Drop the spoon and save your milk for later, Kellogg’s Honey Smacks cereal has been recalled due to Salmonella. Here’s the scoop on your daily breakfast routine.
On June 14th, Kellogg’s pulled Honey Smacks cereal off the shelves for contamination of Salmonella Mbandaka. This multi-state outbreak packs a crackling kick with reported infections in 31 states and 73 people sick, 24 of which have been hospitalized. As a product marketed towards children, and a staple in many household cabinets, the nature of this outbreak is even more troublesome. Not only has the spoiled cereal hit the states, there has been distribution to Costa Rica, Guatemala, Mexico, Guam, Tahiti, Saipan, and the Caribbean, making this a global issue.
As I’ve said before, there is a delay when it comes to consumption to CDC reports, by no fault of the CDC’s. It takes 12 to 72 hours before symptoms of Salmonella take place. After that, medical diagnosis must be obtained, then investigative work to determine where the sickness spawned. The current illnesses reported are from the dates March 3, 2018 to May 28, 2018. Those reported with Salmonella range in ages from less than one year to over 87; which, makes sense as Honey Smacks are popular for children, adult taste-buds salivate from the fond memories of this 1953 (once known as Sugar Smacks) treat.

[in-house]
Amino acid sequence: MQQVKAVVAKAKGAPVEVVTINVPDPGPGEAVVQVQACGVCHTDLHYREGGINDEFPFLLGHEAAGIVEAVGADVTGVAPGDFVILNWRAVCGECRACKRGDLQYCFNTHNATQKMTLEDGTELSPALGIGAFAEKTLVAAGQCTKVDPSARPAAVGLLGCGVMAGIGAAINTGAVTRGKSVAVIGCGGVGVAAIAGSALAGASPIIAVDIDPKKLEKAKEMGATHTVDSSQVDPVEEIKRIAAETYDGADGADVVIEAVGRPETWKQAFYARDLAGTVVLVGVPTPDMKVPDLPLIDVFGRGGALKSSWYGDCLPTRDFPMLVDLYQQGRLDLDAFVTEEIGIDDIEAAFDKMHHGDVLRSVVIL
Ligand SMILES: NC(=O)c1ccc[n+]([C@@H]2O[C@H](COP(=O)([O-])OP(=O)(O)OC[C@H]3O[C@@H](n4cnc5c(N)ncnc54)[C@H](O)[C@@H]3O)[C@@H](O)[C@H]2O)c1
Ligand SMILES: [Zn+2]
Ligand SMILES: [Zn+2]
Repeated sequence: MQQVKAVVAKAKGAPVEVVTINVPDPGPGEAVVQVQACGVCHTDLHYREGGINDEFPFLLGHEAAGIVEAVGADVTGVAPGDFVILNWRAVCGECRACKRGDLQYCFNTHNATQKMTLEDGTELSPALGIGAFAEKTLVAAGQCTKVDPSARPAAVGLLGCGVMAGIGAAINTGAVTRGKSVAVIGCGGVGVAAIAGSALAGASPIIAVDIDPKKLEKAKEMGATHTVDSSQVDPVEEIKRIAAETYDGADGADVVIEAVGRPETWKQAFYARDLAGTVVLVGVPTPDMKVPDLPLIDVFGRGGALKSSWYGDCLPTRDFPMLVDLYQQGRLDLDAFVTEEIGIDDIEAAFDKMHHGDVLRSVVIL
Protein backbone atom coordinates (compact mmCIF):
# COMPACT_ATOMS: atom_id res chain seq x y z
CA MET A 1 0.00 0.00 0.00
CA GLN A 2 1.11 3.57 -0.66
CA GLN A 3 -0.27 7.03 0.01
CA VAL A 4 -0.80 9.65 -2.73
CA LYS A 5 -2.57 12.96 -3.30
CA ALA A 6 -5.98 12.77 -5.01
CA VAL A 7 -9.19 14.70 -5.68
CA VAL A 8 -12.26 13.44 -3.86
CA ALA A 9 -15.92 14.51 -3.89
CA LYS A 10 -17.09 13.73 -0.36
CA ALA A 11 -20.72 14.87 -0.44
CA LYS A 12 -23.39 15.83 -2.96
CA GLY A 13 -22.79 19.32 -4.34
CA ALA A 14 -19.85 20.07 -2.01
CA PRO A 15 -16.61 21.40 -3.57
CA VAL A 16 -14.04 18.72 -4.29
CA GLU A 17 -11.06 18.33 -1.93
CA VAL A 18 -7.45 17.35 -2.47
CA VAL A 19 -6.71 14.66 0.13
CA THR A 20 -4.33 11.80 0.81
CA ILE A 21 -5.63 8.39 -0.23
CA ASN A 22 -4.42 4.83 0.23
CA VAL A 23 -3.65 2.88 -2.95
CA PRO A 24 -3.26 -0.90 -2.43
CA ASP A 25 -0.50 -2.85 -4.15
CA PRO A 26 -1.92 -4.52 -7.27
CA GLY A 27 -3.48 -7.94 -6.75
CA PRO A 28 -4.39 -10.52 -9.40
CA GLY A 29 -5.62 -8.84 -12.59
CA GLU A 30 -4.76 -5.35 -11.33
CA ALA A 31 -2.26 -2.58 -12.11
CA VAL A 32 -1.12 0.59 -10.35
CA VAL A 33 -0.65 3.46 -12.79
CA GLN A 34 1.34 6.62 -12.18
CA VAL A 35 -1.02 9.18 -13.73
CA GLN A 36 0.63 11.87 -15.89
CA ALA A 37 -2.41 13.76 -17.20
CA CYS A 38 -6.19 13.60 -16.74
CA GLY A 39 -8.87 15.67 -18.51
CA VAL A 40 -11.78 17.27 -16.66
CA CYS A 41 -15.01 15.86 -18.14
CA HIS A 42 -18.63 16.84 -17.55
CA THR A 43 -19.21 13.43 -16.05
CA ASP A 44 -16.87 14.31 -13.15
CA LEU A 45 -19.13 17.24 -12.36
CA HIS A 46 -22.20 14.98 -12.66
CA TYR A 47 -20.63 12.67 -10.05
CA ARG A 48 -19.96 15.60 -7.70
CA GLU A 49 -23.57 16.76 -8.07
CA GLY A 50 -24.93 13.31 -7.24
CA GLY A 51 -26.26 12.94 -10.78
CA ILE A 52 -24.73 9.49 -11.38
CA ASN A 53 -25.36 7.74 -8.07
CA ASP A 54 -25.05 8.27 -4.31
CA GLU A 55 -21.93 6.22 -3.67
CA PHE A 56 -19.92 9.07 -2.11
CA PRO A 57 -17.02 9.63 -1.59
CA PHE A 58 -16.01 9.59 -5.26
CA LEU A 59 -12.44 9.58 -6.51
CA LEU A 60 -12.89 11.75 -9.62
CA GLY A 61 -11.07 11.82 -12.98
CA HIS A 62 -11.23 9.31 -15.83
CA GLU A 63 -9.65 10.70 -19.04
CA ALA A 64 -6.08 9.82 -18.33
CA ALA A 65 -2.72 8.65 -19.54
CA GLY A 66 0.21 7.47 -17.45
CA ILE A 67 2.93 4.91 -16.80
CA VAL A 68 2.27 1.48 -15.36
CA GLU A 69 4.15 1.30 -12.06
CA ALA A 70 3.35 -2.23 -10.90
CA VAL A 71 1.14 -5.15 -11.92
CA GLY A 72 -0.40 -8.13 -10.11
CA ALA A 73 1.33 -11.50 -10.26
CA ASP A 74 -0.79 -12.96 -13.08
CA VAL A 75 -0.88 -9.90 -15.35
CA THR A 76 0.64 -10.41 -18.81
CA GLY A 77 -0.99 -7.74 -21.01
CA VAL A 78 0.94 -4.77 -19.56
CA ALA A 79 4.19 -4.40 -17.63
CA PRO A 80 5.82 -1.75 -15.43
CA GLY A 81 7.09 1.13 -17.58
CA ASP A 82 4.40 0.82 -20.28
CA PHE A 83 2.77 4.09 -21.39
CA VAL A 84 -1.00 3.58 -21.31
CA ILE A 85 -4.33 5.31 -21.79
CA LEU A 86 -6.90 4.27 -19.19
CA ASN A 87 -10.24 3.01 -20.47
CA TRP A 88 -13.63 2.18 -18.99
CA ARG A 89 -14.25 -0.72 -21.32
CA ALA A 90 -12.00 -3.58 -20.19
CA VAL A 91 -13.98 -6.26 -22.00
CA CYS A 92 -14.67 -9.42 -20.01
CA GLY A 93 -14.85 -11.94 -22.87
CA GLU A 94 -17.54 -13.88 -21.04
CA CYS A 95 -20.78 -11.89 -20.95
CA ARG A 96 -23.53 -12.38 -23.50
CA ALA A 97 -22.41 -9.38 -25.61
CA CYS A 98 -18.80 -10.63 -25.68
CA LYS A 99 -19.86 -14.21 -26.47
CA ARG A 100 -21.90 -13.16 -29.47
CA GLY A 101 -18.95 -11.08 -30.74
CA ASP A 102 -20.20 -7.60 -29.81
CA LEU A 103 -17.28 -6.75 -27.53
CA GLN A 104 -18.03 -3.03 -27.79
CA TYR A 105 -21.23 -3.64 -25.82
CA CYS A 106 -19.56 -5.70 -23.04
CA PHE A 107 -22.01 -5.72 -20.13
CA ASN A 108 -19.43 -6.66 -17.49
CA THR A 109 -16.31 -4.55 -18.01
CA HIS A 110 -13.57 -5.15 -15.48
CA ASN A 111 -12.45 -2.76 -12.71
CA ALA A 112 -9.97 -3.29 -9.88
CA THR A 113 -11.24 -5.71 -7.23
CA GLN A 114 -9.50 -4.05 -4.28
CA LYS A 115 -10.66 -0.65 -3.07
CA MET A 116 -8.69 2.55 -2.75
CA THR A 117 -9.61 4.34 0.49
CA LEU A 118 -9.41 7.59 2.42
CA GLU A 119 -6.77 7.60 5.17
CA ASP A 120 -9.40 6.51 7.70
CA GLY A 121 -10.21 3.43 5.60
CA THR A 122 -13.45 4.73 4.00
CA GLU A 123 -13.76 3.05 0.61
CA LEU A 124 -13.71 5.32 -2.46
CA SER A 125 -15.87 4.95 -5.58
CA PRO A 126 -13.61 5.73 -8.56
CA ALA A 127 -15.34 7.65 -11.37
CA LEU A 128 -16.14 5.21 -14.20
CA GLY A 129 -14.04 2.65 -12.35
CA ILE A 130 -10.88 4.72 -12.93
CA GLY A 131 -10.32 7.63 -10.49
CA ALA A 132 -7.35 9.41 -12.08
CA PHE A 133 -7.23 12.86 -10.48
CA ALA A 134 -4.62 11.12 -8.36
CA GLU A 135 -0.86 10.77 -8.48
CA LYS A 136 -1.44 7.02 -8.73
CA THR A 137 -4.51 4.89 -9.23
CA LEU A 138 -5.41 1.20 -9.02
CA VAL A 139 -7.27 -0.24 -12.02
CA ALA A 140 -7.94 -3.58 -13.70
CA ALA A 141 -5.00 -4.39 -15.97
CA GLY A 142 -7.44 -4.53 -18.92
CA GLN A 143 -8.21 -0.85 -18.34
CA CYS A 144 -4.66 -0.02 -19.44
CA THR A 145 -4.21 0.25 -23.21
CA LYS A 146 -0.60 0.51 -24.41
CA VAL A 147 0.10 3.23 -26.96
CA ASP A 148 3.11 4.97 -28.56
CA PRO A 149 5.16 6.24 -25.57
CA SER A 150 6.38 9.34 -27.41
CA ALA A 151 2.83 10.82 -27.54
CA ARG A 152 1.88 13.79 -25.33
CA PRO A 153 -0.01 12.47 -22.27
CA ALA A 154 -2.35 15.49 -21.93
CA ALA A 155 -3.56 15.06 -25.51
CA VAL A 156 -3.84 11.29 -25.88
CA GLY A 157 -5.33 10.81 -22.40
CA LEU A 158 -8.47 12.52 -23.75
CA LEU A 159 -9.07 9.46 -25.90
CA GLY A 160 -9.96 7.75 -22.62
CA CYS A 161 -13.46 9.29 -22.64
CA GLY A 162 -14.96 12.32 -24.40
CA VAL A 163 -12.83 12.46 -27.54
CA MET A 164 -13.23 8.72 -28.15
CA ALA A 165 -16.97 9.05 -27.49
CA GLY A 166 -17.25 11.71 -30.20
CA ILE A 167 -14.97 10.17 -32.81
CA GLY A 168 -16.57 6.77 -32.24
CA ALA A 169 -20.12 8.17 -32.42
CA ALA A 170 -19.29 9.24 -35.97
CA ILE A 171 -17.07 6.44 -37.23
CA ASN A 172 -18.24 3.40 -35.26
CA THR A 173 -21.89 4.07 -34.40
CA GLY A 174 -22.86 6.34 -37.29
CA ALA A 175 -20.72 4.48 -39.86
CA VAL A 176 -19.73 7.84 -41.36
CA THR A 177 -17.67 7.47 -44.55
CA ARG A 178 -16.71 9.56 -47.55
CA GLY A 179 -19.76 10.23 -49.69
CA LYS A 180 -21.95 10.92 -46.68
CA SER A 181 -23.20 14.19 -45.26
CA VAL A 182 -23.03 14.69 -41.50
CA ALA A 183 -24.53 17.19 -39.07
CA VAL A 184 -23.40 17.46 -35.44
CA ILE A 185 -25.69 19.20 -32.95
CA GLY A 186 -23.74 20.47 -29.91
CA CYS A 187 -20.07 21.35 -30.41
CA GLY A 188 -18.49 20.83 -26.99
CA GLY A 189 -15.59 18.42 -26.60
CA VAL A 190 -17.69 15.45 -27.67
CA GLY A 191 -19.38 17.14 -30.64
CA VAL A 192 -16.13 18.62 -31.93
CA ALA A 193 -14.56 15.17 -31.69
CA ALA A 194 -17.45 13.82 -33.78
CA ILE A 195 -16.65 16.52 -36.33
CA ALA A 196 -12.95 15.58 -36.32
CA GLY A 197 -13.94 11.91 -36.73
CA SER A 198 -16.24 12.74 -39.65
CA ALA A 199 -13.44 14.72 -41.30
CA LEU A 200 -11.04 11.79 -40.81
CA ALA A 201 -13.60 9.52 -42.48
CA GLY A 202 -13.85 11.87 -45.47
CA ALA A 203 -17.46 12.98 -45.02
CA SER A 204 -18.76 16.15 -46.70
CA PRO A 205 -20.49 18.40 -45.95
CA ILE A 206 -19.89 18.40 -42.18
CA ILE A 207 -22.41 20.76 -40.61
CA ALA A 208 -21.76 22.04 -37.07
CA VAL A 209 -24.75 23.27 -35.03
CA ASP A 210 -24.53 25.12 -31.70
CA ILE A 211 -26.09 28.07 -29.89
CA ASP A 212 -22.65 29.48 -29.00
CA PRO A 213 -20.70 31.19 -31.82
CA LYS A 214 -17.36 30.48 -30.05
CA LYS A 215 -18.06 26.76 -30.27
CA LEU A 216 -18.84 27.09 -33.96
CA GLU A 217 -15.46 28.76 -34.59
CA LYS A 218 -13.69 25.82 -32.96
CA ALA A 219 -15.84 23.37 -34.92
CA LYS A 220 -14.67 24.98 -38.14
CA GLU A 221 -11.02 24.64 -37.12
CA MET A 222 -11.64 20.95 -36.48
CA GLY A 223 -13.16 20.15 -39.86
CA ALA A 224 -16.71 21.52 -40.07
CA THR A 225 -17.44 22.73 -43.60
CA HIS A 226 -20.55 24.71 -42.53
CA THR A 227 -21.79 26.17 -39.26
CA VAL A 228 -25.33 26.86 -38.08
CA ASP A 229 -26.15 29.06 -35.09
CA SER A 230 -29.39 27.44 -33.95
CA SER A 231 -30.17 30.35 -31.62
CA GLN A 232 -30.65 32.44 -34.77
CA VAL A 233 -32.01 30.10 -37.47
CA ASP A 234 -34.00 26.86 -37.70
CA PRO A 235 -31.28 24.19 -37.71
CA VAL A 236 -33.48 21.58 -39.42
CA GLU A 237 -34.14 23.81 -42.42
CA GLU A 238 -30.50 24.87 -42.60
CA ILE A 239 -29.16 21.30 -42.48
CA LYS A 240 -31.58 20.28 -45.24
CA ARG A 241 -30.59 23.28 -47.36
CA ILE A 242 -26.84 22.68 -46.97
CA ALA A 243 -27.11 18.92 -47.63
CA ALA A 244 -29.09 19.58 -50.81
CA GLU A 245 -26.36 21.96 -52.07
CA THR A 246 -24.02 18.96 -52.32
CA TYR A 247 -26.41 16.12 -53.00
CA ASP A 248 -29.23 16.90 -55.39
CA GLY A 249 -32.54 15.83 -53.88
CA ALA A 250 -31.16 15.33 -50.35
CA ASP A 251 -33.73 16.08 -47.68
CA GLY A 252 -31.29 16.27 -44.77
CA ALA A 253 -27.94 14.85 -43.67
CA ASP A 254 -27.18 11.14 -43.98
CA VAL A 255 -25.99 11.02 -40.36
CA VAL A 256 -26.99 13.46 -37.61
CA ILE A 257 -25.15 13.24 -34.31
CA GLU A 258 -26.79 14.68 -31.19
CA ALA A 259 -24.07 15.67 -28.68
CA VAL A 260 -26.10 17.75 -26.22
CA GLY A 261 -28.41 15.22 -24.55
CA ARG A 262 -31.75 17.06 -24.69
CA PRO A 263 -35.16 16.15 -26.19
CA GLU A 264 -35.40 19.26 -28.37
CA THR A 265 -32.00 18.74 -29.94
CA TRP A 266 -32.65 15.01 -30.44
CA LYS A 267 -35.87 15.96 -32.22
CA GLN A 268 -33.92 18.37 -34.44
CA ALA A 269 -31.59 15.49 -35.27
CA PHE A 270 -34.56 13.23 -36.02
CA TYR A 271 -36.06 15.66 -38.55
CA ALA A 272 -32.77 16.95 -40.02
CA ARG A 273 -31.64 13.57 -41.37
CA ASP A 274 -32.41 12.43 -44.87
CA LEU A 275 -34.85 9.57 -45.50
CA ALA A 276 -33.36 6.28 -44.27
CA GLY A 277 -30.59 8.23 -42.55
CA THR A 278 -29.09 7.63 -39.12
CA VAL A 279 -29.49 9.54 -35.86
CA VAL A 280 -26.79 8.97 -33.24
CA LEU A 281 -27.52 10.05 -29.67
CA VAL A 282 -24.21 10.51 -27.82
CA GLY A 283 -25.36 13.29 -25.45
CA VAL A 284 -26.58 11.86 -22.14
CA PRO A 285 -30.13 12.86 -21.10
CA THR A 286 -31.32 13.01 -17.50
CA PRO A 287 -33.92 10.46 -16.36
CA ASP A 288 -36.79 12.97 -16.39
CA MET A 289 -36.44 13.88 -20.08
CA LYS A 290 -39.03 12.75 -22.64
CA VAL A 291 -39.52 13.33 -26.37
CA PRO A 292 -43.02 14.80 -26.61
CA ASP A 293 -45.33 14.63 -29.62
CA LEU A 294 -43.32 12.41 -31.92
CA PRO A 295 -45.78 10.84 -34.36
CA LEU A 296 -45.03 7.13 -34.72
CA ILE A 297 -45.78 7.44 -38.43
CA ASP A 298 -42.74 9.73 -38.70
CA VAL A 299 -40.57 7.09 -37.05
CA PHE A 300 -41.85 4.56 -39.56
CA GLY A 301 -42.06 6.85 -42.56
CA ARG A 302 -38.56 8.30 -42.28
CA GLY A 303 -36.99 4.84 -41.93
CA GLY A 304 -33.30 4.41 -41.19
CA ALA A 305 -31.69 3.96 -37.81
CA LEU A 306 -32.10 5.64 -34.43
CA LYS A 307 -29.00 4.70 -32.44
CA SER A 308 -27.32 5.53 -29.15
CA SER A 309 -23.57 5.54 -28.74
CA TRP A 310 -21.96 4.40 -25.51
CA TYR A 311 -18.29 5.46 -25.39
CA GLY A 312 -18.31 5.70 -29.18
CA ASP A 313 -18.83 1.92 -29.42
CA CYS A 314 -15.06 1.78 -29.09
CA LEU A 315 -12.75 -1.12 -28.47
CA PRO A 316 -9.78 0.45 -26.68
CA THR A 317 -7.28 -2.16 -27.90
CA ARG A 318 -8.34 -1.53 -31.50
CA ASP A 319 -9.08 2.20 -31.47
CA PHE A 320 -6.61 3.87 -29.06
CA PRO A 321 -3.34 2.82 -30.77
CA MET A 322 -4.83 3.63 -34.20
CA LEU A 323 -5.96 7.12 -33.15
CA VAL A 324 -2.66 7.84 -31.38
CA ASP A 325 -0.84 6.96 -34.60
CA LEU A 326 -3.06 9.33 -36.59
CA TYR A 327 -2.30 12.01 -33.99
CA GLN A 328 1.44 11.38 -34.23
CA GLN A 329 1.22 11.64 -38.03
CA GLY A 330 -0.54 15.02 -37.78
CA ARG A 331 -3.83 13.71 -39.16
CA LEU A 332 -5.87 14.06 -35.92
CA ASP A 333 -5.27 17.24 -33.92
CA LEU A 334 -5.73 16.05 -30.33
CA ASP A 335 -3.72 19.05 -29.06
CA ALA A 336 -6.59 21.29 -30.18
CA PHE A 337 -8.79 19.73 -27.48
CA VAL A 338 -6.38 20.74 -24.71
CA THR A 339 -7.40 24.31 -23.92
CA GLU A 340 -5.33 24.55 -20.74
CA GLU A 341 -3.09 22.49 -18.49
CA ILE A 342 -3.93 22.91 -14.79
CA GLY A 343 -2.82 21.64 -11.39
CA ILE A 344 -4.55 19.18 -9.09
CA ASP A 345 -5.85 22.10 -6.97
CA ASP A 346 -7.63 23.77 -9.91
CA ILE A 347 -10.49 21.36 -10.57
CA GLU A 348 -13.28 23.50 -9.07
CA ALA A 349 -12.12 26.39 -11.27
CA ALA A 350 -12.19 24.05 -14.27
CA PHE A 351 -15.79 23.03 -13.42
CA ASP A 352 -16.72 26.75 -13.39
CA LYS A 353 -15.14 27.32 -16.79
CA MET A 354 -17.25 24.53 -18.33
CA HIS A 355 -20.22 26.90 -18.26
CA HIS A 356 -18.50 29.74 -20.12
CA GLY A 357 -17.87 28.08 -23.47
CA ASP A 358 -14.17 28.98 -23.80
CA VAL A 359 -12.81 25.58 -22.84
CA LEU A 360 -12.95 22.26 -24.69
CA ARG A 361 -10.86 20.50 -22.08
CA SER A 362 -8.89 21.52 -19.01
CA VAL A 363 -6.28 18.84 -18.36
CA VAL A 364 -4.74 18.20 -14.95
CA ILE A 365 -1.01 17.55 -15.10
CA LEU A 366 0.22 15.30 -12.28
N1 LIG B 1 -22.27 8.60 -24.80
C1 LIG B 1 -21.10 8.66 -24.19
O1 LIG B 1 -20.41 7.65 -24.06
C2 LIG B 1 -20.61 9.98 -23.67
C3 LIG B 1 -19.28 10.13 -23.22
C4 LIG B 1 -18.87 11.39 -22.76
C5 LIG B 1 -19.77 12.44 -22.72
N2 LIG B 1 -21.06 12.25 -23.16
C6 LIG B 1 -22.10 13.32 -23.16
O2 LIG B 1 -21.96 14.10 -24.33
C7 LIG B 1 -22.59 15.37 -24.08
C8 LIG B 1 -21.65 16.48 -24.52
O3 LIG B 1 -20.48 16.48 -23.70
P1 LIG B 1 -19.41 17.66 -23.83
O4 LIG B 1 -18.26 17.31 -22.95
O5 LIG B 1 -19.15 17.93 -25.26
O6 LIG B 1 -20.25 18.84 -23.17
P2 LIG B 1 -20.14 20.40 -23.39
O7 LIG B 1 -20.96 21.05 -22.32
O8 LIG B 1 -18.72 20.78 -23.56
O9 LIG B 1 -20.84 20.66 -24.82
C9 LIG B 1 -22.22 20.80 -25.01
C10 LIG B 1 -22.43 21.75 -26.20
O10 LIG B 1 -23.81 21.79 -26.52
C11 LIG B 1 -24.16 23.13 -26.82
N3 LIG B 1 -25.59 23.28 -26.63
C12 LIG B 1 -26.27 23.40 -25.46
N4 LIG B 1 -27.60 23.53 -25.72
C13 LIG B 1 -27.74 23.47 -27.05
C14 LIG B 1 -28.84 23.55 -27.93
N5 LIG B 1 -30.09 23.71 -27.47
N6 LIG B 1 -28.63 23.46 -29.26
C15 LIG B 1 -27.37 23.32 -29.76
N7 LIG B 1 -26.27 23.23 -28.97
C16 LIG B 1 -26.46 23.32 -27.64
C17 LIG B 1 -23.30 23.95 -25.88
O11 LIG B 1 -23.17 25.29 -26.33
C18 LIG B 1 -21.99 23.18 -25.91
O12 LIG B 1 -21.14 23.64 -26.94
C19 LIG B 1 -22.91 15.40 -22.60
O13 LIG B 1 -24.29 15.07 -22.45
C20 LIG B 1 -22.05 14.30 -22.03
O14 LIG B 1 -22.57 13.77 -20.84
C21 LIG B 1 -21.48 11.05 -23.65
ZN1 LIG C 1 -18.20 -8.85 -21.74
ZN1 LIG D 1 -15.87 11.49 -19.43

Kellogg’s website boldly displays a linked banner announcing their “voluntary recall” of the cereal, while stores are safely following the CDC and FDA’s safety alert to remove Honey Smacks off the shelves. Kellogg’s distribution reach is far. This breakfast giant is manufactured in 19 countries and sold in about 160, so it’s no surprise a contamination can reach 31 states swiftly.
With Honey Smacks linked to the outbreak, a chain reaction of reports might occur. Kellogg’s is a secondary-sector business, meaning they retrieve raw materials from suppliers all over the map. Kellogg’s may have had a swift response to the Salmonella reports, but finding ground zero of this outbreak may take more time. Considering the manufacturer of Honey Smack’s is a third-party, the investigation will be a tedious undertaking and will have a host of trails to follow. The CDC will need to put in the overtime to follow these breadcrumbs.